A three-story-tall image that was taken using a special camera made from an old California airplane hangar has qualified with the Guinness Book of World Records as the largest photograph in the world, the photographers who created it said.
The hangar-turned-camera also qualified as the world's largest camera, measuring more than 44 feet (13 meters) tall and 161 feet (49 meters) long, according to The Legacy Project, which created the artwork.
The project was organized to capture a lasting image of the nearly 5,000-acre (2,023-hectare) Marine Corps Station El Toro, a decommissioned military base that is being converted into hundreds of acres of parkland, a museum district, a sports complex and thousands of suburban homes. The photo shows the control towers, palm trees and a portable toilet.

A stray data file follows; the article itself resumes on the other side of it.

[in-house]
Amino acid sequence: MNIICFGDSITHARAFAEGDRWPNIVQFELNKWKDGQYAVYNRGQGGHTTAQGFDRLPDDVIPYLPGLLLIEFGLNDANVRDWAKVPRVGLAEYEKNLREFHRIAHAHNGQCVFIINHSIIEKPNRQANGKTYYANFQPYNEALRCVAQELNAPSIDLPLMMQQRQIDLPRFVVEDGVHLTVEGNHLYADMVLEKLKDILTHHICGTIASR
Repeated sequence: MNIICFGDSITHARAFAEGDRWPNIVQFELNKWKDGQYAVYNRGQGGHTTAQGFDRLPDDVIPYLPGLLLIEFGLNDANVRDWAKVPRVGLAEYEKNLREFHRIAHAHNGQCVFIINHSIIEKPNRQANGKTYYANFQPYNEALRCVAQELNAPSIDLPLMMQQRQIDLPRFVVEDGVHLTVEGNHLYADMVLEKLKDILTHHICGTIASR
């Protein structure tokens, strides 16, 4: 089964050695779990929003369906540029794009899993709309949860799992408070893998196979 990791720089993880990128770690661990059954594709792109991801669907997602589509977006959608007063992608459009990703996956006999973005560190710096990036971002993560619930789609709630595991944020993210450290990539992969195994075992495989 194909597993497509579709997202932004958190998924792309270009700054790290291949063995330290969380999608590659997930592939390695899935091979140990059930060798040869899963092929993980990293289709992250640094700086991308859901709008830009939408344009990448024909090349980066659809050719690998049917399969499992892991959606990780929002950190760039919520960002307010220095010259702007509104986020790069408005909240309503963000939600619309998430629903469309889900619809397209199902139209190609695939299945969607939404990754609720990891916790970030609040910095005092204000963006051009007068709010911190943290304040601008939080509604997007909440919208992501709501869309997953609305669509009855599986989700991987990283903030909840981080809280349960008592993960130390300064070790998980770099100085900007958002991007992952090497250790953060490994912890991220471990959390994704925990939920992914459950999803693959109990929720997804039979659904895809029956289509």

The massive photograph will go on display Sept. 6 at the Art Center College of Design in Pasadena and will remain there until Sept. 29.
To make the image, a team of six artists used a tiny peephole in the hangar doors to project light from the outside onto a sheath of light-sensitive fabric hanging inside the darkened facility.
The photographers used a 31 (0.9 meter)-by-111 foot (34-meter) piece of white fabric covered in 20 gallons (75 liters) of light-sensitive emulsion as the photographic "negative." The fabric alone, which was imported from Germany, weighed 1,200 pounds (544 kilograms).
After exposing the fabric for up to 10 days, they developed it in a tub the size of an Olympic swimming pool, using 600 gallons (2,271 liters) of back-and-white developer solution and 1,200 gallons (4,542 liters) of fixer.
The picture is about 11 stories long and about three stories tall.
The Guinness Book of World Records created two new categories for the feat, the world's largest photograph and the world's largest camera.
A message left with Guinness representatives was not immediately returned.
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